How much it costs to be a scumbag also varies depending on what season you’re in. Cold weather travel can be more expensive, because you might want to get a really warm sleeping bag, unless you’re some sort of masochist. I have a medium-warm sleeping bag, it was really warm when it was knew, like six thousand geese warm, but now it’s sort of flat from sleeping in and less warm. Oh well. Warmth comes from this magic thing called “loft”, which you can make from all sorts of stuff. Wadded newspaper, dried leaves, cardboard… once you know about “loft”, you have the power of physics on your side. To keep your sleeping bag from getting flat before its time, take it out of its compression sack as soon as you’re home. Store it loose under your bed. Compression, quite literally, breaks down the loft. If you leave it in the compression sack for a year at the bottom of your closet, you’ve basically ruined a perfectly good bag.
My sleeping bag is a zero (yeah right, more like 30) degree down bag, and costs 200 dollars new. You can get them for less, I think. Just don’t EVER buy a used one, down or synthetic. It will be flat as a pancake, and NOT warm.
As far as sleeping mats, I use a ridgerest. They cost twenty dollars and you can’t break them. They’re big but they way absolutely nothing. Strap it to the side of your pack and let the whole world know that you’re a homeless scumbag, not just a yuppie backpacker or someone taking their dirty wash to the Laundromat.
When I travel I end up spending money. I’ll buy dumb foodstuffs to bring up moral, like ice cream or a gross granola bar, or a can of beef stew that tastes like cat food. Some people are better at saving money than me, like my friend Lark who rides the train with just a little baggie of peanuts and one of raisins, and practically counts then as she eats them. She just kind of shuts down her metabolism and eats body fat. She doesn’t even drink her water. Sometimes she gives it to me, after I drink all mine.
If you’re arranging craigslist rides you might want some cash so you can offer to split gas with people, or you can just tell them you’re broke and they’ll think you want to have sex with them, which would be a good way to draw out sexual predators if you were some kind of superhero that castrated creepy men to teach them a lesson. You could leave them tied up in a truck-stop bathroom and take off with their pickup-truck, too, if you wanted.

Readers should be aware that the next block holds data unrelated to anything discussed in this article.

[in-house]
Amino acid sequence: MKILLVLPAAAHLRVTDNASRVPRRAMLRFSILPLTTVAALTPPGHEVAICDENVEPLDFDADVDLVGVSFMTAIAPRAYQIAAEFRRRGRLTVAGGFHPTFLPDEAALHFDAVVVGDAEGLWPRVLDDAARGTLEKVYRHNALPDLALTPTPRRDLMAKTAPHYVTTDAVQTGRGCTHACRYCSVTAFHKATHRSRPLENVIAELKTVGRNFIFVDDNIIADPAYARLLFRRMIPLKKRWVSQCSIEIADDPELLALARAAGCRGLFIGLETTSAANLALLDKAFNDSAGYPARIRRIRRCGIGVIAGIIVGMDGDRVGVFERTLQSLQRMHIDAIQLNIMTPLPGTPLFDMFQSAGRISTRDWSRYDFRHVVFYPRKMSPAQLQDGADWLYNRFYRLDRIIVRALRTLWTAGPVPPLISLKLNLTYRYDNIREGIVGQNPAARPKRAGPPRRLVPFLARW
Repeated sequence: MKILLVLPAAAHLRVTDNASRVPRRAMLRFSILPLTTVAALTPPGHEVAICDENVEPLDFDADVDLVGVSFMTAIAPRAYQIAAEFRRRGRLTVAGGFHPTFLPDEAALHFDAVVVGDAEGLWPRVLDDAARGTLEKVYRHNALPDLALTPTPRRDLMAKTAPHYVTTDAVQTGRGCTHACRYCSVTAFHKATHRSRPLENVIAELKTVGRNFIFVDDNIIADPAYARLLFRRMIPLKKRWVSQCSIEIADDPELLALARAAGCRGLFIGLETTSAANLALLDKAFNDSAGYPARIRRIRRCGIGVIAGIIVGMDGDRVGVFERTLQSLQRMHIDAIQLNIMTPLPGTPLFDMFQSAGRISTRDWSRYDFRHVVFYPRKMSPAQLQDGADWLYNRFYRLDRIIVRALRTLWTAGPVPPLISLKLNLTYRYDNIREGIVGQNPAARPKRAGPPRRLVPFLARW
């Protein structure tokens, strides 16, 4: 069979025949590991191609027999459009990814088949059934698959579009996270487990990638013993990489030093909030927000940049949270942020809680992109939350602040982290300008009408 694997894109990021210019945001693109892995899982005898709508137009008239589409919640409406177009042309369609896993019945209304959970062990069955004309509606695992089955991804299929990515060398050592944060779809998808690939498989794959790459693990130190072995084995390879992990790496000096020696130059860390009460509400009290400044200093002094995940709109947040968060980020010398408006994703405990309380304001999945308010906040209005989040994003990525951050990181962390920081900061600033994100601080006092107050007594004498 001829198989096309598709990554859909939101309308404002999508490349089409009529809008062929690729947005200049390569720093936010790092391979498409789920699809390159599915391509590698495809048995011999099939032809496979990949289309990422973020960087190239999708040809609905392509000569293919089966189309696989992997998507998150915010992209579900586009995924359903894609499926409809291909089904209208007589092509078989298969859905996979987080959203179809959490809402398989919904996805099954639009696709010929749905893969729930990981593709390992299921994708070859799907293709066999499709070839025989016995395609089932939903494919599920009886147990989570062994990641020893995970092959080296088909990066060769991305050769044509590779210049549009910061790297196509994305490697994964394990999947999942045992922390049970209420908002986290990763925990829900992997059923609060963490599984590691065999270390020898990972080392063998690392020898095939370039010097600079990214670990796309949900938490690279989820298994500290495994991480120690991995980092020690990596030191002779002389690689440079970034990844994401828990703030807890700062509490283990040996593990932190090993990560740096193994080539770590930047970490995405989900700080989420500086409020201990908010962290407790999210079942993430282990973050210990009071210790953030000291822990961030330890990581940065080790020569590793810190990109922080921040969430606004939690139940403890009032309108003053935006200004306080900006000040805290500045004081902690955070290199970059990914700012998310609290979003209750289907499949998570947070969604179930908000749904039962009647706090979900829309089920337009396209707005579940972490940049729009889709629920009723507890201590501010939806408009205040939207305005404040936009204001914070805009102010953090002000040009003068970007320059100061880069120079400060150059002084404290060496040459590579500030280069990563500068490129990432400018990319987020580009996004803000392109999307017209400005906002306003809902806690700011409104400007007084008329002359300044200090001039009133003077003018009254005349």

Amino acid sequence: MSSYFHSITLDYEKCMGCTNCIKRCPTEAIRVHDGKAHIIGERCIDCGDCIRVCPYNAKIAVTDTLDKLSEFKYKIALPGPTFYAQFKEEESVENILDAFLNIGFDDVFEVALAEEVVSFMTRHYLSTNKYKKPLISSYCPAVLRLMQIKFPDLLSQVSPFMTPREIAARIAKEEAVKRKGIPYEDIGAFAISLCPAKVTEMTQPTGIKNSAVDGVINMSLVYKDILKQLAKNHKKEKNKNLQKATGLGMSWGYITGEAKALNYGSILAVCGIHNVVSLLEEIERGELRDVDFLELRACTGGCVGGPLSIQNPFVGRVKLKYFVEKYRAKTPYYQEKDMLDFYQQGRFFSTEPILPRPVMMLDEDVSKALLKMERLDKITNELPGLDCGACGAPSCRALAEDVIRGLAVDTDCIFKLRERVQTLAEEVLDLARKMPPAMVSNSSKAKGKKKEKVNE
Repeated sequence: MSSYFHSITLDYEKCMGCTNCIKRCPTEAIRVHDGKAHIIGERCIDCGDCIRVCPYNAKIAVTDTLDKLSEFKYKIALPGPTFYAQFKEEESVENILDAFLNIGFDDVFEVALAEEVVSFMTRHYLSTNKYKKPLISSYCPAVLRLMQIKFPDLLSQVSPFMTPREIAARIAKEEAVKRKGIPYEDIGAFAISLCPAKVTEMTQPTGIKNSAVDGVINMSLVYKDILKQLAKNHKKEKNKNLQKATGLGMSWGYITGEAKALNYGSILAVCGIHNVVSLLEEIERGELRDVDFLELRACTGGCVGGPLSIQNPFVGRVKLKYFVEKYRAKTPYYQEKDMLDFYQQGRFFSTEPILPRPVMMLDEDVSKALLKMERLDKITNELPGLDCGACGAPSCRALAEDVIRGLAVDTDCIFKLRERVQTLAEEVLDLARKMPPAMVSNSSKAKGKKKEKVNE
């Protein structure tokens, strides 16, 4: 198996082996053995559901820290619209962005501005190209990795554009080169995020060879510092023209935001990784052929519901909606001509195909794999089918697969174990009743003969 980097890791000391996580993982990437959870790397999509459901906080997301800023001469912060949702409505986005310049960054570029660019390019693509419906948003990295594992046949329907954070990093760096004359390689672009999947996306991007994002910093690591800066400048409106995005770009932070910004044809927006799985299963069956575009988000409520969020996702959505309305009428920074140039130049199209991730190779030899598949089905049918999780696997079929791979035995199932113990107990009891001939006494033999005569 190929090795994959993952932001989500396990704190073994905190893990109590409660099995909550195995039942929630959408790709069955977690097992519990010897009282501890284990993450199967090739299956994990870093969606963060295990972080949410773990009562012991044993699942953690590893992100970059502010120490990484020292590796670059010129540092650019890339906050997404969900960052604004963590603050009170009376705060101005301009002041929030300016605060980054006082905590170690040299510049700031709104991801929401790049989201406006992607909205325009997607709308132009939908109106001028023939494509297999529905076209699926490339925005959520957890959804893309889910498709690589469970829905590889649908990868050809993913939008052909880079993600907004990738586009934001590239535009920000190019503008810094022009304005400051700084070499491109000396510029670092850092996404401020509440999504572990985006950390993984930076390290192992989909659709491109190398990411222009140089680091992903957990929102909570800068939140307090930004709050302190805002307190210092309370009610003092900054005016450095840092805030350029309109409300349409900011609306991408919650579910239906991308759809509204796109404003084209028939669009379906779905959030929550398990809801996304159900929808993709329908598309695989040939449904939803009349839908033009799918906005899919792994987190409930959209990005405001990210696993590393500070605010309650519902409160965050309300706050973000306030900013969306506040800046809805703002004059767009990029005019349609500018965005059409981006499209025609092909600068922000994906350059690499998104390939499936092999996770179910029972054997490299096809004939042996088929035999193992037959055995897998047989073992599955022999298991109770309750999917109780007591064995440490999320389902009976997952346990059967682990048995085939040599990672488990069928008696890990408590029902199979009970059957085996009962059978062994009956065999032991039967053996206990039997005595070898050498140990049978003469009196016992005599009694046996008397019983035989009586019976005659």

If you really want a solid sum for travel expenses I would say you could live off about ten dollars a day, for food and minutes on your overpriced prepaid cellphone, which you need to fish for sympathy texts from far-away friends. This is only my experience, however, and I welcome any comments from readers who have gone the scumbag travel route and have tips to share.
And if by asking me to explain my travel expenses, dear reader, your hope is that what I’ll really reveal is Whether or Not I Have a Job, then the answer is Yes. Yes I’ll answer that question. And the answer is No. Not right now. What I do is I work for part of the year, some sort of shit job, and then the rest of the time I don’t, sort of on and off. I like to have not-working times where I just live off my savings and write, which doesn’t make me any money, but makes me feel like I actually exist, which is a valid thing to want to feel. And it’s easier for me to live off of little than for some, because I don’t drive a car (Portland is the most bicycle commuter friendly city in the US), I don’t have any kids, and my teeth haven’t QUITE all fallen out of my mouth, not yet. I also share a rented house with friends, or I live for free somewhere, like last winter when I lived in a yurt on the Olympic peninsula of Washington, all by myself, caretaking a piece of land for some folks.
Does that answer your question?
And on another note, here are a few more pictures from cousin Gabo’s shack in Asheville that I just had to put up, because they’re so nice. Don’t you wish you had a little cabin like this? Yeah, me too. Gabo, by the way, lives off of odd housepainting jobs and doesn’t have any running water, but likes it that way so she can spend most of her time playing old music, which is her passion. And if you’re smart you’ll check out her band’s myspace page and buy a CD, because they’re incredible. Oh, and they’re all acrobats, too.